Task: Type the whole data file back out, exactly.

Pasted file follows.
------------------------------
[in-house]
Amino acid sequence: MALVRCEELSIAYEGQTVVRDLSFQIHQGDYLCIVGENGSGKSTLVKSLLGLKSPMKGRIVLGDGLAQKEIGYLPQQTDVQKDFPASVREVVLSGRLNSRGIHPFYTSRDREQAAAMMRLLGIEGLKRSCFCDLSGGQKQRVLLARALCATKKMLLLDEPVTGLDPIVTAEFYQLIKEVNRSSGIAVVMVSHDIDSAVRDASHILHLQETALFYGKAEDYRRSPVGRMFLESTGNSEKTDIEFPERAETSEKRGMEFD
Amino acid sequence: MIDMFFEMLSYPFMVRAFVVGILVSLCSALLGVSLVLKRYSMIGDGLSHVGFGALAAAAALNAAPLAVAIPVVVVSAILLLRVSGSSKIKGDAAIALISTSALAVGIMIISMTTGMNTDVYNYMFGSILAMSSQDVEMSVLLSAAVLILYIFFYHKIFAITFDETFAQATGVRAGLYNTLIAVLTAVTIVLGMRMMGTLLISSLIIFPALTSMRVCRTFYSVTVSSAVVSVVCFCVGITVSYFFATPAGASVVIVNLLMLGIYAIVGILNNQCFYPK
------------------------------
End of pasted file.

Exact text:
[in-house]
Amino acid sequence: MALVRCEELSIAYEGQTVVRDLSFQIHQGDYLCIVGENGSGKSTLVKSLLGLKSPMKGRIVLGDGLAQKEIGYLPQQTDVQKDFPASVREVVLSGRLNSRGIHPFYTSRDREQAAAMMRLLGIEGLKRSCFCDLSGGQKQRVLLARALCATKKMLLLDEPVTGLDPIVTAEFYQLIKEVNRSSGIAVVMVSHDIDSAVRDASHILHLQETALFYGKAEDYRRSPVGRMFLESTGNSEKTDIEFPERAETSEKRGMEFD
Amino acid sequence: MIDMFFEMLSYPFMVRAFVVGILVSLCSALLGVSLVLKRYSMIGDGLSHVGFGALAAAAALNAAPLAVAIPVVVVSAILLLRVSGSSKIKGDAAIALISTSALAVGIMIISMTTGMNTDVYNYMFGSILAMSSQDVEMSVLLSAAVLILYIFFYHKIFAITFDETFAQATGVRAGLYNTLIAVLTAVTIVLGMRMMGTLLISSLIIFPALTSMRVCRTFYSVTVSSAVVSVVCFCVGITVSYFFATPAGASVVIVNLLMLGIYAIVGILNNQCFYPK